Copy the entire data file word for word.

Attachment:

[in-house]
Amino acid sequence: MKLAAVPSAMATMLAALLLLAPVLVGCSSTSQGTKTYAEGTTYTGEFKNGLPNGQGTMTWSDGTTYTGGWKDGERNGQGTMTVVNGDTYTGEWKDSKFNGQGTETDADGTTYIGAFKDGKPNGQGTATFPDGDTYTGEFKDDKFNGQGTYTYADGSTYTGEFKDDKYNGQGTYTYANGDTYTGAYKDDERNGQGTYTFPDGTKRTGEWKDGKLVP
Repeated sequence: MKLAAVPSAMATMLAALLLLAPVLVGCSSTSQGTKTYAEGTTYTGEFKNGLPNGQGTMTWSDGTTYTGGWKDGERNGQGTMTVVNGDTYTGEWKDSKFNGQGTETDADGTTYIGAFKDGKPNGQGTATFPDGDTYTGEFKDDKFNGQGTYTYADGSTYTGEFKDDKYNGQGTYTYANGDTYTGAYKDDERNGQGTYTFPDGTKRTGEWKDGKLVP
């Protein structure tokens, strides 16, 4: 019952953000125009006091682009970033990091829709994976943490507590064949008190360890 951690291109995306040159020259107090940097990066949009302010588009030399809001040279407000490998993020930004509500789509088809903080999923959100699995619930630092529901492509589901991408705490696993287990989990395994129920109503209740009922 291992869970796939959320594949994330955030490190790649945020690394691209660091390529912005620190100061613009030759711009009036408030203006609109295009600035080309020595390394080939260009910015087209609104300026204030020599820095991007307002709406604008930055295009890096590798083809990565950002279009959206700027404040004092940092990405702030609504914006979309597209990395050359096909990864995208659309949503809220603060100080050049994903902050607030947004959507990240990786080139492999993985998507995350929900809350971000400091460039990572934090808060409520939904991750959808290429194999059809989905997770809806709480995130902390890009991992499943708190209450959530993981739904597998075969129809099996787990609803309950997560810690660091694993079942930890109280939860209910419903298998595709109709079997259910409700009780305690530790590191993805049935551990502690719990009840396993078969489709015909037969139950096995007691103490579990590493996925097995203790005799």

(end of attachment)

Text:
[in-house]
Amino acid sequence: MKLAAVPSAMATMLAALLLLAPVLVGCSSTSQGTKTYAEGTTYTGEFKNGLPNGQGTMTWSDGTTYTGGWKDGERNGQGTMTVVNGDTYTGEWKDSKFNGQGTETDADGTTYIGAFKDGKPNGQGTATFPDGDTYTGEFKDDKFNGQGTYTYADGSTYTGEFKDDKYNGQGTYTYANGDTYTGAYKDDERNGQGTYTFPDGTKRTGEWKDGKLVP
Repeated sequence: MKLAAVPSAMATMLAALLLLAPVLVGCSSTSQGTKTYAEGTTYTGEFKNGLPNGQGTMTWSDGTTYTGGWKDGERNGQGTMTVVNGDTYTGEWKDSKFNGQGTETDADGTTYIGAFKDGKPNGQGTATFPDGDTYTGEFKDDKFNGQGTYTYADGSTYTGEFKDDKYNGQGTYTYANGDTYTGAYKDDERNGQGTYTFPDGTKRTGEWKDGKLVP
């Protein structure tokens, strides 16, 4: 019952953000125009006091682009970033990091829709994976943490507590064949008190360890 951690291109995306040159020259107090940097990066949009302010588009030399809001040279407000490998993020930004509500789509088809903080999923959100699995619930630092529901492509589901991408705490696993287990989990395994129920109503209740009922 291992869970796939959320594949994330955030490190790649945020690394691209660091390529912005620190100061613009030759711009009036408030203006609109295009600035080309020595390394080939260009910015087209609104300026204030020599820095991007307002709406604008930055295009890096590798083809990565950002279009959206700027404040004092940092990405702030609504914006979309597209990395050359096909990864995208659309949503809220603060100080050049994903902050607030947004959507990240990786080139492999993985998507995350929900809350971000400091460039990572934090808060409520939904991750959808290429194999059809989905997770809806709480995130902390890009991992499943708190209450959530993981739904597998075969129809099996787990609803309950997560810690660091694993079942930890109280939860209910419903298998595709109709079997259910409700009780305690530790590191993805049935551990502690719990009840396993078969489709015909037969139950096995007691103490579990590493996925097995203790005799």